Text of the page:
Cover design is by Tony Leone, cover illustration is by Michael Lewy
Everybody remembers R.U.R., the play about a robot uprising that was released the same year as Clockwork Man. But in many ways, Clockwork Man was a more subtle and futuristic story than R.U.R. — it deals with what happens to humanity when they merge with machines, and want nothing more than to live inside a vast cyberspace-like world that offers them infinite plenitude.
HiLo Books' fine new edition of Clockwork Man is digital (though you can order a physical book if you like), with an introduction written by yours truly. I won't give you too many spoilers, but suffice to say the novel is about a cyborg (the Clockwork Man) who suffers from a glitch that causes "fall into" our time, 1923, from the distant future. He accidentally lands pretty much directly in the middle of a cricket match, which gives you a sense of the weird satirical tone that Odle employs throughout.
The locals, including two doctors and a young couple, try to figure out what the Clockwork Man is — and the answer is incredible. This novel is a smart, often-satirical look at 1920s British society, written by a man who was part of the Bloomsbury group. Odle would have been brushing shoulders with the great literary and genre writers of his day, and his novel is an odd mashup of Virginia Woolf and H.G. Wells. It deals with a far future that isn't too different from what today's post-cyberpunk science fiction writers dream of — as well as dealing with war, 1920s feminism, and the scientific method.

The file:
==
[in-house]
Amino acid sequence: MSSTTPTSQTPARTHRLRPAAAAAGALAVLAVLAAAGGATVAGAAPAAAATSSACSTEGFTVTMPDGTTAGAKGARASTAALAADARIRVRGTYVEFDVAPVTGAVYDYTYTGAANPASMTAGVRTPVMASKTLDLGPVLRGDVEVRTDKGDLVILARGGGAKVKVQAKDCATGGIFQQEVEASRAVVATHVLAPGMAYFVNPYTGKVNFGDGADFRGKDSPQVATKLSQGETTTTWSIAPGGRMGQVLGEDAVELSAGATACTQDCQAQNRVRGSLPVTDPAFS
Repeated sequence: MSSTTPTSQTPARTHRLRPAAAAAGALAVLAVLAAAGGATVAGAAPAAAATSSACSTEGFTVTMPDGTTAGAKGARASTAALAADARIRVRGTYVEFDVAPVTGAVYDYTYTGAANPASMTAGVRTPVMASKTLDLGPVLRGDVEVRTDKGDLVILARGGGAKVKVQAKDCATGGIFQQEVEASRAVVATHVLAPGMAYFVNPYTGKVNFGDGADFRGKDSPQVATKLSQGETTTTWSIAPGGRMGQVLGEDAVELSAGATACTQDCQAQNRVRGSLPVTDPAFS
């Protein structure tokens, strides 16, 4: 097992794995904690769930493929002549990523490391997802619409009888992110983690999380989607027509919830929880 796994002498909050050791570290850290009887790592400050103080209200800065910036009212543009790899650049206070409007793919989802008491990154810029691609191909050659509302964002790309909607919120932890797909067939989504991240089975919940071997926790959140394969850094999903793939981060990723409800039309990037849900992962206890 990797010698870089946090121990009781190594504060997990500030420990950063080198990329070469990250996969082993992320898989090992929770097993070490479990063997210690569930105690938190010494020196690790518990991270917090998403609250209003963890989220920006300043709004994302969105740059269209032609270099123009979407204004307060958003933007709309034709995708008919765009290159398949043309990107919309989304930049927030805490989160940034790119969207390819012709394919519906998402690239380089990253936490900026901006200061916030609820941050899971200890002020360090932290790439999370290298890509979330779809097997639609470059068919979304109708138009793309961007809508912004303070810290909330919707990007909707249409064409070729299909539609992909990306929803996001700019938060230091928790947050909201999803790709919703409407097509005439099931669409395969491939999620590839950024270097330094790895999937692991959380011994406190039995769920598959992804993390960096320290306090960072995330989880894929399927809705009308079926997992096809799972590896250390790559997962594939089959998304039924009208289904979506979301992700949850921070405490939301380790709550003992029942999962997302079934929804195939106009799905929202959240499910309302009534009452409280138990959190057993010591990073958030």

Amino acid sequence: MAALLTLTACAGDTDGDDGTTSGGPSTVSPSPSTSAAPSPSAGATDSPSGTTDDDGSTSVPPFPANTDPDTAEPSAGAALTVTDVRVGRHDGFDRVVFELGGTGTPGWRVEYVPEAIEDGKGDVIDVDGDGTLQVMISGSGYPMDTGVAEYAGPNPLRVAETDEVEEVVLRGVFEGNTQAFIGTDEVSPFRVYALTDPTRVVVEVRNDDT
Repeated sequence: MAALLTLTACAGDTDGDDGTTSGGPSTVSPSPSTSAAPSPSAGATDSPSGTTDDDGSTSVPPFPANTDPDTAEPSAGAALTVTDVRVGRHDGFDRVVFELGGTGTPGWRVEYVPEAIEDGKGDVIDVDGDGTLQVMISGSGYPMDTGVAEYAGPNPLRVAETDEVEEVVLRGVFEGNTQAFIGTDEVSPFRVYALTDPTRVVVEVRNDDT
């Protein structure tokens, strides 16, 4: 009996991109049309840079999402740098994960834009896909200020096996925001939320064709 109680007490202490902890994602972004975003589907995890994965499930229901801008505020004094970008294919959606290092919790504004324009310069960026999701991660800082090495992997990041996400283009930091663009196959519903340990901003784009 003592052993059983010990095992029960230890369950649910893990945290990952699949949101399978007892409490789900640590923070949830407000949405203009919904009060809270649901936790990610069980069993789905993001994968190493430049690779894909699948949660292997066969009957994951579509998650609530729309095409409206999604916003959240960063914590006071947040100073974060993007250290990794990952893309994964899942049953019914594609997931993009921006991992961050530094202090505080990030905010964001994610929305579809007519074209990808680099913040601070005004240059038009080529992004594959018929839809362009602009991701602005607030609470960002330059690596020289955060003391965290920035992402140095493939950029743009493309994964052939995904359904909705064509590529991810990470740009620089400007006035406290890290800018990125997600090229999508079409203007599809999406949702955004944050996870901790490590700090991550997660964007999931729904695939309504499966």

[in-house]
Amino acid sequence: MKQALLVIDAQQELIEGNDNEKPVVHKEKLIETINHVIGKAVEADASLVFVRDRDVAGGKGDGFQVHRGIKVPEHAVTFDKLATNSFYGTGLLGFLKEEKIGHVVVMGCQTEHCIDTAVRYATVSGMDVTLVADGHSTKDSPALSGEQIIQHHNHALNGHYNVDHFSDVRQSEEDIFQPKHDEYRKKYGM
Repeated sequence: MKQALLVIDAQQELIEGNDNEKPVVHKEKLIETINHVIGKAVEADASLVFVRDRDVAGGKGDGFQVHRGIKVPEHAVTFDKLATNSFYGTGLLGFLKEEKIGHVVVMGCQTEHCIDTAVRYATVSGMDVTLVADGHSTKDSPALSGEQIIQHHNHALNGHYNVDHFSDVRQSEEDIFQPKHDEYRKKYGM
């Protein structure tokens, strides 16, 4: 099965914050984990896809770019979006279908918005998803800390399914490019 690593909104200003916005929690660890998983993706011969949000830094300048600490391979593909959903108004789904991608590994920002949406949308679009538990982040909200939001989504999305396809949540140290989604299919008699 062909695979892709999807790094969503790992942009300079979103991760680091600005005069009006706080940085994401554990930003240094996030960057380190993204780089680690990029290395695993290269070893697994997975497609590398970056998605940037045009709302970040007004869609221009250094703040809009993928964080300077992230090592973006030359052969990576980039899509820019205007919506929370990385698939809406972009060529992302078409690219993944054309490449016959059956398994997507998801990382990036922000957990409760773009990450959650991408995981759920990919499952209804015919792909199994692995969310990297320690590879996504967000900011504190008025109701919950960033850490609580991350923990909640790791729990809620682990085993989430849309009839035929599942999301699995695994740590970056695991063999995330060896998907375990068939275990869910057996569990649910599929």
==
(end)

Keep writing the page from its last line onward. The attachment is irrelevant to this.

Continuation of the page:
Here's some praise (past and present) for the book:
“Edwin Vincent Odle’s ominous, droll, and unforgettable The Clockwork Man is a missing link between Lewis Carroll and John Sladek or Philip K. Dick,” says Jonathan Lethem in a 2013 blurb for HiLoBooks. “Considered with them, it suggests an alternate lineage for SF, springing as much from G.K. Chesterton’s sensibility as from H.G. Wells’s.”
“This is still one of the most eloquent pleas for the rejection of the ‘rational’ future and the conservation of the humanity of man,” writes Brian Stableford in Scientific Romance in Britain, 1890-1950. “Of the many works of scientific romance that have fallen into utter obscurity, this is perhaps the one which most deserves rescue.”
“Perhaps the outstanding scientific romance of the 1920s,” agrees the sci-fi reference book Anatomy of Wonder.
Buy the book!!! And check out the other HiLo Books Radium Age science fiction reissues. Collect them all!